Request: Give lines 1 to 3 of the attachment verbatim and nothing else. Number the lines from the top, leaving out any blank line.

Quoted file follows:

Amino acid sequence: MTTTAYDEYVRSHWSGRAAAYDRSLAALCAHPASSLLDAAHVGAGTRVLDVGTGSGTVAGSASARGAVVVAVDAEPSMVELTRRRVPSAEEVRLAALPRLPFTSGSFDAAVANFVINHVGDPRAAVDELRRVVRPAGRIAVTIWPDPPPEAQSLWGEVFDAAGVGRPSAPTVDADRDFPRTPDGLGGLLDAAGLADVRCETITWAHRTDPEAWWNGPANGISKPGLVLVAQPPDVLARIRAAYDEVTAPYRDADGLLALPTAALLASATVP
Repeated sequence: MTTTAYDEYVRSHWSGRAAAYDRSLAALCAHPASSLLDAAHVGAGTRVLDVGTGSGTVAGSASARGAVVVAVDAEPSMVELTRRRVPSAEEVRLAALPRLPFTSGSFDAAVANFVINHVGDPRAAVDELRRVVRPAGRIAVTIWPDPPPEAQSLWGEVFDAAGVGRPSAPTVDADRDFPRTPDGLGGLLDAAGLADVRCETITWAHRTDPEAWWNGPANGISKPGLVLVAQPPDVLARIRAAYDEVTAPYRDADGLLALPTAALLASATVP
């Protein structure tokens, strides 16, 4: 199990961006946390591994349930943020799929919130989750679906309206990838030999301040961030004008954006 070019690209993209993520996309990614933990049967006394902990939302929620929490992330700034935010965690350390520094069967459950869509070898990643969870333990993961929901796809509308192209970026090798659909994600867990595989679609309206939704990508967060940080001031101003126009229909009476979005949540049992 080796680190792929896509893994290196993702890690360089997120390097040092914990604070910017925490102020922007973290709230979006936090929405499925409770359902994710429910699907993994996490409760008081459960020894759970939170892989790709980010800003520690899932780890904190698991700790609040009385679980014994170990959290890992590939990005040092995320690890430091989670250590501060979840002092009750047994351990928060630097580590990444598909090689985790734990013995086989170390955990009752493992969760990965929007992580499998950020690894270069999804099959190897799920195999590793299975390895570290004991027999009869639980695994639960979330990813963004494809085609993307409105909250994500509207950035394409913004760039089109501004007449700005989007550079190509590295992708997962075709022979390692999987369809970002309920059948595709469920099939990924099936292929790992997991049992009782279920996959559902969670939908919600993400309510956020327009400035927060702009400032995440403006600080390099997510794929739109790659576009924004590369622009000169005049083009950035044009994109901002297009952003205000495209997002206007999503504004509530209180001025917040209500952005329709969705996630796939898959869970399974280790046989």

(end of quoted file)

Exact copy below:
Amino acid sequence: MTTTAYDEYVRSHWSGRAAAYDRSLAALCAHPASSLLDAAHVGAGTRVLDVGTGSGTVAGSASARGAVVVAVDAEPSMVELTRRRVPSAEEVRLAALPRLPFTSGSFDAAVANFVINHVGDPRAAVDELRRVVRPAGRIAVTIWPDPPPEAQSLWGEVFDAAGVGRPSAPTVDADRDFPRTPDGLGGLLDAAGLADVRCETITWAHRTDPEAWWNGPANGISKPGLVLVAQPPDVLARIRAAYDEVTAPYRDADGLLALPTAALLASATVP
Repeated sequence: MTTTAYDEYVRSHWSGRAAAYDRSLAALCAHPASSLLDAAHVGAGTRVLDVGTGSGTVAGSASARGAVVVAVDAEPSMVELTRRRVPSAEEVRLAALPRLPFTSGSFDAAVANFVINHVGDPRAAVDELRRVVRPAGRIAVTIWPDPPPEAQSLWGEVFDAAGVGRPSAPTVDADRDFPRTPDGLGGLLDAAGLADVRCETITWAHRTDPEAWWNGPANGISKPGLVLVAQPPDVLARIRAAYDEVTAPYRDADGLLALPTAALLASATVP
């Protein structure tokens, strides 16, 4: 199990961006946390591994349930943020799929919130989750679906309206990838030999301040961030004008954006 070019690209993209993520996309990614933990049967006394902990939302929620929490992330700034935010965690350390520094069967459950869509070898990643969870333990993961929901796809509308192209970026090798659909994600867990595989679609309206939704990508967060940080001031101003126009229909009476979005949540049992 080796680190792929896509893994290196993702890690360089997120390097040092914990604070910017925490102020922007973290709230979006936090929405499925409770359902994710429910699907993994996490409760008081459960020894759970939170892989790709980010800003520690899932780890904190698991700790609040009385679980014994170990959290890992590939990005040092995320690890430091989670250590501060979840002092009750047994351990928060630097580590990444598909090689985790734990013995086989170390955990009752493992969760990965929007992580499998950020690894270069999804099959190897799920195999590793299975390895570290004991027999009869639980695994639960979330990813963004494809085609993307409105909250994500509207950035394409913004760039089109501004007449700005989007550079190509590295992708997962075709022979390692999987369809970002309920059948595709469920099939990924099936292929790992997991049992009782279920996959559902969670939908919600993400309510956020327009400035927060702009400032995440403006600080390099997510794929739109790659576009924004590369622009000169005049083009950035044009994109901002297009952003205000495209997002206007999503504004509530209180001025917040209500952005329709969705996630796939898959869970399974280790046989």